Conveyancing solicitors continue to report cases of property fraud.
Up until the Land Registration Act 2002, the owner of a property would prove ownership of Land Registry registered land by their production of a physical document called a Land Certificate (or if it had a mortgage) a Charge Certificate.
Now, all an owner needs to produce to their conveyancing solicitor is a printout of the property deed held at the central database at the Land Registry, and the person's original passport. Actually, they can avoid either of these, as the conveyancing solicitor will obtain the former, and some conveyancers simply do an online ID check – which simply confirms if that exists (hardly proof of much).
However, it is the Land Registry's plan to now move towards e-conveyancing, with electronic signatures, so the present situation for potential fraud could get even worse.
In today's world, fraudsters are quite able to produce fake identification and they do, costing the Land Registry millions in compensation payouts per year. Consider the following hypothetical scenarios:
A tenant who has rented a property now has physical control of the property, and can allow viewings by unsuspecting buyers. If they ask their conveyancing solicitor to download the registered title deed - after they produce a fake set of ID with the same name as the registered owner - are they not able to pass themselves off as the registered owner?
A sale of a property following the death of the owner. The fraudster pretends to be a legitimate purchaser, and has a mortgage valuer inspect. Once the offer is issued, they withdraw. They use an accomplice to now carry out the same selling fraud as above, and they act as the buyer – only this time two conveyancing solicitors are now unsuspecting parties, and the fraudulent ‘buyer’ is now able to mortgage the property to a Lender, as they still have a live mortgage offer (following a dishonest application). They could produce fake ID to both their respective conveyancers and who would know?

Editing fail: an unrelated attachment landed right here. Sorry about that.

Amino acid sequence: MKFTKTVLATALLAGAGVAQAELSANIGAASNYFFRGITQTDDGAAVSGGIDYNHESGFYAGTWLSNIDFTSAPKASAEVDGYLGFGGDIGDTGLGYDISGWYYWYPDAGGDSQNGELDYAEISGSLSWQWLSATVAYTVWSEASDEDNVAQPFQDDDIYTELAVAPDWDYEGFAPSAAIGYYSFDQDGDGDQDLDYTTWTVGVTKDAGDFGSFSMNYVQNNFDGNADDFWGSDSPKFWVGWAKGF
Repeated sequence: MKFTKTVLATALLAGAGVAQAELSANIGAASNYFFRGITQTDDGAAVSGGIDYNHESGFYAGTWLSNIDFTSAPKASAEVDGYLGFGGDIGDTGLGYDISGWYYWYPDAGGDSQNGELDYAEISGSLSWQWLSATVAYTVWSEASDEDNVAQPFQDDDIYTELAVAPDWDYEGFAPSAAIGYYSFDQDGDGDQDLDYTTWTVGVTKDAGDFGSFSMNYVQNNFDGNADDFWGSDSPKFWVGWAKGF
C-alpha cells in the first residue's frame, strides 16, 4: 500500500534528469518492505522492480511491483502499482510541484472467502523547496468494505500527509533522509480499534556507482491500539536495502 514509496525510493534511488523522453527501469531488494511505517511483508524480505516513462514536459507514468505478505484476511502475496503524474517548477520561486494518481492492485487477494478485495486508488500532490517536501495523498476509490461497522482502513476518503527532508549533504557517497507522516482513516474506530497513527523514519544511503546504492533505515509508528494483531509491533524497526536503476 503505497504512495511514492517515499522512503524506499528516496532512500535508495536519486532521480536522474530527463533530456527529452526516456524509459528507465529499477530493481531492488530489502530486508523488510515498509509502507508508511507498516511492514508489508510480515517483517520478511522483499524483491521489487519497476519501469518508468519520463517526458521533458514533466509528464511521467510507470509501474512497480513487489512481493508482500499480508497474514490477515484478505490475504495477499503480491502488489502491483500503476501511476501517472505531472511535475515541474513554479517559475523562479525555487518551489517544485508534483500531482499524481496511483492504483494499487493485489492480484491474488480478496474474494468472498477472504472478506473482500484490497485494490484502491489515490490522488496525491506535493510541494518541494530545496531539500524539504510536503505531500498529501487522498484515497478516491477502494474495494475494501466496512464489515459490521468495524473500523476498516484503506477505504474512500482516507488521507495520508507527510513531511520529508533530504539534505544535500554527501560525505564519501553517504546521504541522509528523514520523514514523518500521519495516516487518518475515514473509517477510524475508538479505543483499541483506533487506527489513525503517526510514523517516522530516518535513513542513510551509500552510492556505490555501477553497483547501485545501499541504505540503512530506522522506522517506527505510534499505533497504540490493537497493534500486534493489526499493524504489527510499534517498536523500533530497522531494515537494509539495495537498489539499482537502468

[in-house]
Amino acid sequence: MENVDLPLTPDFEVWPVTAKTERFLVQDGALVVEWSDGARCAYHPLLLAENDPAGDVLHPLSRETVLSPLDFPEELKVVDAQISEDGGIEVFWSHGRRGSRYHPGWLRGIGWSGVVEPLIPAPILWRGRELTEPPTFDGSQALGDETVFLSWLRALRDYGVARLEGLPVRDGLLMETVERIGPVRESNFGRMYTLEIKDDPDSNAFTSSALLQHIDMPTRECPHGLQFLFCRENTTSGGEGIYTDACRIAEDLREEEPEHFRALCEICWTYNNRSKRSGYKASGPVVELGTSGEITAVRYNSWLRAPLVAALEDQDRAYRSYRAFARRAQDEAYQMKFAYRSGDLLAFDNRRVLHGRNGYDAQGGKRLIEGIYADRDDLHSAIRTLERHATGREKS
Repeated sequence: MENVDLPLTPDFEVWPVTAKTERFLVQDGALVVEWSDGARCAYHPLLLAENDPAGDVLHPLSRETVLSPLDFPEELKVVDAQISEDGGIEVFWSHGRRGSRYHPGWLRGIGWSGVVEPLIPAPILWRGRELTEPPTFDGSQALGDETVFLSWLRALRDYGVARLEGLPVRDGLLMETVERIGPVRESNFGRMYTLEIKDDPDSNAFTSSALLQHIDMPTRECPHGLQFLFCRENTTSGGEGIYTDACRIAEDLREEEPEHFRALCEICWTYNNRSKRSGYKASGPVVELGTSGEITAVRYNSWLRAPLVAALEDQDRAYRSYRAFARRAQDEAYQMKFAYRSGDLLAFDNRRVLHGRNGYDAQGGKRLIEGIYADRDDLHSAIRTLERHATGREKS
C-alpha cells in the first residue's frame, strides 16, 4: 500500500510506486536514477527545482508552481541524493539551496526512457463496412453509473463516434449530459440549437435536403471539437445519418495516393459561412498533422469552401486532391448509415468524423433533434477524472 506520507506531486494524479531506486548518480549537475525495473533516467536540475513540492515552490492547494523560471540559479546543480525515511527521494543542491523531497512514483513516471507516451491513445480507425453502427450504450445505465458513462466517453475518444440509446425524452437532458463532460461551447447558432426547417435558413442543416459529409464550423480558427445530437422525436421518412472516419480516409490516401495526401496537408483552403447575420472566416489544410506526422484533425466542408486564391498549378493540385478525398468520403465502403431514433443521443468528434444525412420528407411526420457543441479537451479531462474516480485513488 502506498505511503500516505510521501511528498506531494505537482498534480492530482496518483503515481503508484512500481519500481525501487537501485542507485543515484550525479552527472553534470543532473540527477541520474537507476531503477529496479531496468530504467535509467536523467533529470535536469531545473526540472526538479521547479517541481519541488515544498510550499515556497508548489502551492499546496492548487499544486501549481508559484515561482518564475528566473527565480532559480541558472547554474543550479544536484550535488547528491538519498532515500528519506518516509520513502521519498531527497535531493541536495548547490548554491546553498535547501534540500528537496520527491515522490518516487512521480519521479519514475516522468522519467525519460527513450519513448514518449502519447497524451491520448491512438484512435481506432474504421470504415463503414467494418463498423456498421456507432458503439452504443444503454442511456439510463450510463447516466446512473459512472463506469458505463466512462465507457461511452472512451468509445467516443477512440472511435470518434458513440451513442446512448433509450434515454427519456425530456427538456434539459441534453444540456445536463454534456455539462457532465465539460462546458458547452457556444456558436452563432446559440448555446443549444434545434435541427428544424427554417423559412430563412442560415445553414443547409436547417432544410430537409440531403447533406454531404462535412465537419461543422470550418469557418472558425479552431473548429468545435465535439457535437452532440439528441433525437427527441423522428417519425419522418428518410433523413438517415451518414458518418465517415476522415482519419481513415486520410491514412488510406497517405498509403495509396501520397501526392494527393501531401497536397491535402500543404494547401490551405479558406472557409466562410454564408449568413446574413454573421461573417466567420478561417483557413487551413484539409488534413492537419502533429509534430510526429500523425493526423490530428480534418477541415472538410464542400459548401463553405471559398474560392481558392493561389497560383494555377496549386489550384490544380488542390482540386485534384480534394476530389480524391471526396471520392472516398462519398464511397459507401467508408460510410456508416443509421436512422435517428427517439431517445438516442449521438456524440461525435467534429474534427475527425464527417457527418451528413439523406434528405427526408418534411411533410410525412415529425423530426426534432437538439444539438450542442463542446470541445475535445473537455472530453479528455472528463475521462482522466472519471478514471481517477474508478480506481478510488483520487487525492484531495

What is the solution?
There is a Land Registry hotline, and calling the police fraud line too. However, if the Land Registry is approached by the dispossessed owner for the return of their property on the basis that they claim there has been a fraud, then the Land Registry will require an Application (AP1) to be made, and the Land Registry must first serve notices on the fraudulent new registered owner and any Lender who may unwittingly have taken a mortgage on the property.
One particular scenario highlights the frustration:
The first attempt at a probate executor sale aborts. A second purchaser proceeds to an exchange. Days before completion the purchaser observes that the registered title has changed to an unknown third party and there was now a mortgage on the property. It turns out that the third party was the first buyer who had withdrawn. They had forged the signature of the deceased and then transferred the property to themselves and mortgage it. Two law firms were involved, though it is not clear if they took part.
The Land Registry are approached and they require an application AP1. They require to serve notices on the new owner and the Lender. This is despite the production of Grant of Probate evidencing a clear fraud as the Transfer (TR1) was purportedly signed by a deceased individual. Weeks go by and unsurprisingly, the registered owner does not reply, and the Lender does but of course the Land Registry conclude there was no merit (again unsurprisingly as a Grant of Probate exists).
In the meantime, conveyancers to the legitimate sale work out a solution to at least allow the buyer into the property without fee – thus mitigating the buyers loss - while the dispossessed owner (still in possession of the keys etc) effects the Land Registry application.
As a result of the lack of substantive and effective reply to the Land Registry notices, the Land Registry reverse title back to the deceased, and remove the registered mortgage, and the original sale can complete.
A happy outcome, but stressful while it lasts.
A lesson to all Executor sellers – and their conveyancing solicitors - is to immediately inform the Land Registry of the death of the owner, so they can place a protective entry on the title, necessitating at least the production of a Grant of Probate as part of the documents to enable a subsequent third party to be registered as the owner.
However, a more general solution that is being widely publicised for anyone who owns registered land and who wants to protect themselves against fraud is to place a Land Registry prescribed form of wording (called a Restriction) on their registered title, which would require a conveyancing solicitor to certify that the owner who is selling is the correct person. That is a tall order for the conveyancer who then takes on a role of a private detective at the point of sale.
That said, the Trethowans Residential Property Team will consider adding such a Restriction for our clients at the point where they purchase their property through us – and for free.